How did you perceive a unified list of missing persons and why is it important?
It is important in order to avoid politicization, the creation of some reciprocity mechanisms, and, on the other hand, with the consent of both commissions, we would have all the possible data on a missing person owned by both parties gathered in one place. Now we have only basic data in the Book of Missing Persons in the Republic of Croatia, the fourth edition. I would love to add to these data all the evidence collected from all sides, families, associations. Unfortunately, I recently heard that families are less and less likely to testify because they are afraid how the other side would treat their relatives in Croatia. Regarding the data on the Missing Persons Commission, the Government of the Republic of Serbia is seeking 662 Serbs from Croatia, 370 Serbian citizens, and 695 missing on the "operational list". There are about 1900 persons on the Commission's list. These 662 from the list of the Serbian Commission are among the 1900s on the Croatian list. There are valid arguments of both sides, as the victims are Croatian citizens, but they are registered in Serbia. That is why it is important to make a unified list without competition in the appropriation of the victims. At Salata and other morgues, there are currently 931 bodies or body parts that have not been identified yet. If they were, the number of missing persons would be significantly reduced. Also, when the exhumations start on about 70 already known grave sites, as for instance the exhumation started in Lika County these days, and nine bodies were exhumed in two days.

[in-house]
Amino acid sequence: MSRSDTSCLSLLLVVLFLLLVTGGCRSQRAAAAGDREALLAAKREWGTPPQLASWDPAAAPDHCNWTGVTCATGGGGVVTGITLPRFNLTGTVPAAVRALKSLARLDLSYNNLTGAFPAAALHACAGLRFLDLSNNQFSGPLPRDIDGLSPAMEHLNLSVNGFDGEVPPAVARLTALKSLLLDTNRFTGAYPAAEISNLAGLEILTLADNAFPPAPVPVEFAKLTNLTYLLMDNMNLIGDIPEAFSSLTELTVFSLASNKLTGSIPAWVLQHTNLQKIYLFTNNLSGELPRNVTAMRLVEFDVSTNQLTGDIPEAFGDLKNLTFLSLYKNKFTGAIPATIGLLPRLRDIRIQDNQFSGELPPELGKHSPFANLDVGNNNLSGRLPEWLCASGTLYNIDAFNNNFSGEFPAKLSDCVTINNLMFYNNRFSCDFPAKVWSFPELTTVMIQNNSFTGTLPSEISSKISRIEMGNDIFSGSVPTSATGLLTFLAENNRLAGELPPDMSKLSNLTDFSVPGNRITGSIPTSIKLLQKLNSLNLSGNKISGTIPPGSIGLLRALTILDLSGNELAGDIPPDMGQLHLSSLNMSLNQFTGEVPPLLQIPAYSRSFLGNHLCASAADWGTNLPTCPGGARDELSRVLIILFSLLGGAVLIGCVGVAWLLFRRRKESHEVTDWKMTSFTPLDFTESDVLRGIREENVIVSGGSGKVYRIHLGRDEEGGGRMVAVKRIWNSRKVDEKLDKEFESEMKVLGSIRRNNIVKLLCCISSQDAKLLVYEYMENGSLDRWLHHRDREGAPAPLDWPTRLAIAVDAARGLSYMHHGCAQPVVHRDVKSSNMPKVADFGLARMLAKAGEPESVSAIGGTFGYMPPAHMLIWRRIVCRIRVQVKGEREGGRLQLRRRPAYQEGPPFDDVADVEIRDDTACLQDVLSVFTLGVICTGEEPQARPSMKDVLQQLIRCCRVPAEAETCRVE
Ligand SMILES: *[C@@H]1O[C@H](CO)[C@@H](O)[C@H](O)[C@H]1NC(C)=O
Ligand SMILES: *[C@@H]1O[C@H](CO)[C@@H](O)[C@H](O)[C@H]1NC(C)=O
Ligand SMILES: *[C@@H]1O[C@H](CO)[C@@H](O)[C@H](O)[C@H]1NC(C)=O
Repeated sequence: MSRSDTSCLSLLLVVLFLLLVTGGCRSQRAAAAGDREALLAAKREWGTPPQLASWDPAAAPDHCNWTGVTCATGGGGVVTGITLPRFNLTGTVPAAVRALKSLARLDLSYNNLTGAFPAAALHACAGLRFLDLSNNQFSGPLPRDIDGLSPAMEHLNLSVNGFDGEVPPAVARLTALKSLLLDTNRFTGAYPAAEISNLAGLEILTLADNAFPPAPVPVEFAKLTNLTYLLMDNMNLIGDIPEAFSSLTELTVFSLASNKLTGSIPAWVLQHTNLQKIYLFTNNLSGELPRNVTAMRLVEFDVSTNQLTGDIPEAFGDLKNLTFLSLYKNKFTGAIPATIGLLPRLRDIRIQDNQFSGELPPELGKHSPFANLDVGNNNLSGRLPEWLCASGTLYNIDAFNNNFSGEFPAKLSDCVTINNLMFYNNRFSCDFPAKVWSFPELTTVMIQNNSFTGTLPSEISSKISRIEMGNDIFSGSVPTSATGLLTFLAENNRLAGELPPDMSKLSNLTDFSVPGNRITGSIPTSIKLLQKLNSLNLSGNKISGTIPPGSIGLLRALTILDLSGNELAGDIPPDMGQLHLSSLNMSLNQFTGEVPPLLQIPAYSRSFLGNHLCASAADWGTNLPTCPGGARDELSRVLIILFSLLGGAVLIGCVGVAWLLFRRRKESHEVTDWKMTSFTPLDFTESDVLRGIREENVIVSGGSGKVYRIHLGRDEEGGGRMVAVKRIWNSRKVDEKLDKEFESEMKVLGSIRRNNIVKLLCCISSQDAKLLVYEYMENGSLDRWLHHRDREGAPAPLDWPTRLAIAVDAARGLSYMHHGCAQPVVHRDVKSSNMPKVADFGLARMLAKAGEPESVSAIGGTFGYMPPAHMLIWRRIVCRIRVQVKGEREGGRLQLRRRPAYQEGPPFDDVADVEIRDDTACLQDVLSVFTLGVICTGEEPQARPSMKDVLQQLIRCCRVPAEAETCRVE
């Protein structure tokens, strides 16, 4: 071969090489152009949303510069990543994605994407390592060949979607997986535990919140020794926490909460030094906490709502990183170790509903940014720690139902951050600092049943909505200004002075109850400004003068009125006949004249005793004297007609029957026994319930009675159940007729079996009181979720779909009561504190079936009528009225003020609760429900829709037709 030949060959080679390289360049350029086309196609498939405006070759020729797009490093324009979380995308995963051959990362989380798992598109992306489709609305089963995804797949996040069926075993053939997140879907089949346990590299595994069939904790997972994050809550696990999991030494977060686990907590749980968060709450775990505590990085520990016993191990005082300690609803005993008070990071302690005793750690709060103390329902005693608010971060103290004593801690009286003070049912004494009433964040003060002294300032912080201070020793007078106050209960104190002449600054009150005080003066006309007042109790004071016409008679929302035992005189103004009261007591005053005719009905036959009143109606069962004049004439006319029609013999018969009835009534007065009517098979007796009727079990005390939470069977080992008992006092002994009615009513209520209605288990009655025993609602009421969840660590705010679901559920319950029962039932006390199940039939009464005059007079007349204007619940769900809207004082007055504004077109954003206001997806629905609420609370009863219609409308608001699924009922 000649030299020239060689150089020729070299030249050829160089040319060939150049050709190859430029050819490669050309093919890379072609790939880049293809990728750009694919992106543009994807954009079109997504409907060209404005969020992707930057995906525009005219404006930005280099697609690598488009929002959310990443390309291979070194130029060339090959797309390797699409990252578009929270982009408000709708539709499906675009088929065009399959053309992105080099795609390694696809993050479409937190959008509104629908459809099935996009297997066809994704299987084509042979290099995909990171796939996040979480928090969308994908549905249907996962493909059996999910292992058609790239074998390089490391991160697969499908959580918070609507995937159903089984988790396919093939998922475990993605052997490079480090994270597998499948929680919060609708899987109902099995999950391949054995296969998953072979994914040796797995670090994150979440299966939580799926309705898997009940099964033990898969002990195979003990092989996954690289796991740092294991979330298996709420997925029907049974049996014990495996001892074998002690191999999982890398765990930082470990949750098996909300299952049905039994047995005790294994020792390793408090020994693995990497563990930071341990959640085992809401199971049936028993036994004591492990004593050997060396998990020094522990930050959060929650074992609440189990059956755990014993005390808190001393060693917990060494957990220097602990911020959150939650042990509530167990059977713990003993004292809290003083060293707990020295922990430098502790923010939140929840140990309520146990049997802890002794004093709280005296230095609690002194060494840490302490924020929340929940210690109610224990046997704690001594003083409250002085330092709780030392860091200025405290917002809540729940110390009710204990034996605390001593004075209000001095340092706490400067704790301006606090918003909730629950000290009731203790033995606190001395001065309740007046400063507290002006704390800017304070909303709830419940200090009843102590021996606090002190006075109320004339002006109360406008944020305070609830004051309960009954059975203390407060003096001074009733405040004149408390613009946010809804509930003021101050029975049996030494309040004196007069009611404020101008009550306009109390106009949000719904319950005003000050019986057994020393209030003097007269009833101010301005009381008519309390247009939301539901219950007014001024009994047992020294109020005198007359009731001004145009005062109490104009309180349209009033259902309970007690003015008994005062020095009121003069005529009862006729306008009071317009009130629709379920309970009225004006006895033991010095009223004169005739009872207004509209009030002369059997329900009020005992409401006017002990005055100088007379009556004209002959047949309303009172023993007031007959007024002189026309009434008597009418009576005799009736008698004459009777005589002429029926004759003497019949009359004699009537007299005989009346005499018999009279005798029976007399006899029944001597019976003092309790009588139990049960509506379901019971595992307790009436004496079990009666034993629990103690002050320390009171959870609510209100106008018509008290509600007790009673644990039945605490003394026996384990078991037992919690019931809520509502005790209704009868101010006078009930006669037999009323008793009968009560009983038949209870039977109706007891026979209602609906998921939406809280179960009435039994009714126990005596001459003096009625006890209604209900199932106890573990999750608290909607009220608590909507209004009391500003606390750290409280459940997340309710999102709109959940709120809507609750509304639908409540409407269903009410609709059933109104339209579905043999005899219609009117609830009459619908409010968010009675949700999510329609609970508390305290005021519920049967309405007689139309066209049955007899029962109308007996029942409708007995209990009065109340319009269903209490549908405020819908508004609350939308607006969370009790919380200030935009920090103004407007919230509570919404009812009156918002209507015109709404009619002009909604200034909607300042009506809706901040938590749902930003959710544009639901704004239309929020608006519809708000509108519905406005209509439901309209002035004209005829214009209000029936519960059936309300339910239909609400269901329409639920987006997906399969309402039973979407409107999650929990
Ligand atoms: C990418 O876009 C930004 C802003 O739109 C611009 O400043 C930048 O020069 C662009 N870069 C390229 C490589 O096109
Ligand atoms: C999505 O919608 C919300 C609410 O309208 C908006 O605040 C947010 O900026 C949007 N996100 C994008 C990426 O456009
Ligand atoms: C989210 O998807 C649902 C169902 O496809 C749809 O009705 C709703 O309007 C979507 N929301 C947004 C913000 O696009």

Do you have specific cases of missing persons that will be a priority?
We will only make priorities and plans when we pass the initial phase of the research. I just have to meet with President Kolinda Grabar-Kitarovic, which would be the beginning of my mandate.
Missing people were often victims of war crimes. Do you need to work on finding the criminals with equal engagement? Families seek justice for their dead.
These are two separate processes. Of course, the families of the missing should be given the satisfaction of justice. But there is a disagreement about jurisdiction. In any case, the close co-operation of the Office of the War Crimes Prosecutor is extremely important. This is the right way to determine accountability and punitive policy. This process can help determine the destiny of the missing. The last large tomb in Sotin was discovered during the war crimes trial in Belgrade.
Due to your anti-war activities, they called you, as you said, both Ustasha and Balija, and for six years you were under police protection. How much do you have, in view of all this, a challenging new role?
I believe that this mission can present a threat to my safety. I have no problem with that, I'm used to it.
Are the conditions ripe for Serbia, Croatia and Bosnia and Herzegovina to face the past?
Recently, Hrvoje Klasic said that 23 years went by, and calculated that we are living now in 1968, when it comes to facing the past in Europe. It is in this year that they began to talk more seriously about the Holocaust. Hannah Arent reported on the Eichmann trial and wrote the book "Eichmann in Jerusalem". Klasic concluded that instead of as Europe to finalise facing the past, it seems that we are facing new wars. I really think that we have a historical, civilized obligation to take the process of dealing with the past seriously, institutionalize it, design plans. RECOM Initiative alone has so far imposed itself with these ideas, I think that only Croatia hasn’t supported it yet. So many good people from Serbia and Croatia have done a lot that represent genuine dealing with the past. Many of them are still alive, productive, and should use those benevolent people, their credibility and experience, and involve them in the process at the highest level, to create a Serbian-Croatian, or vice versa, a fact-finding, responsibility and reconciliation commission with a clear mandate and powers.
It's been 23 years since the war, relations between Serbia and Croatia are bad. After the last elections in Bosnia-Herzegovina, the situation is quite tense. Why is there no normalization?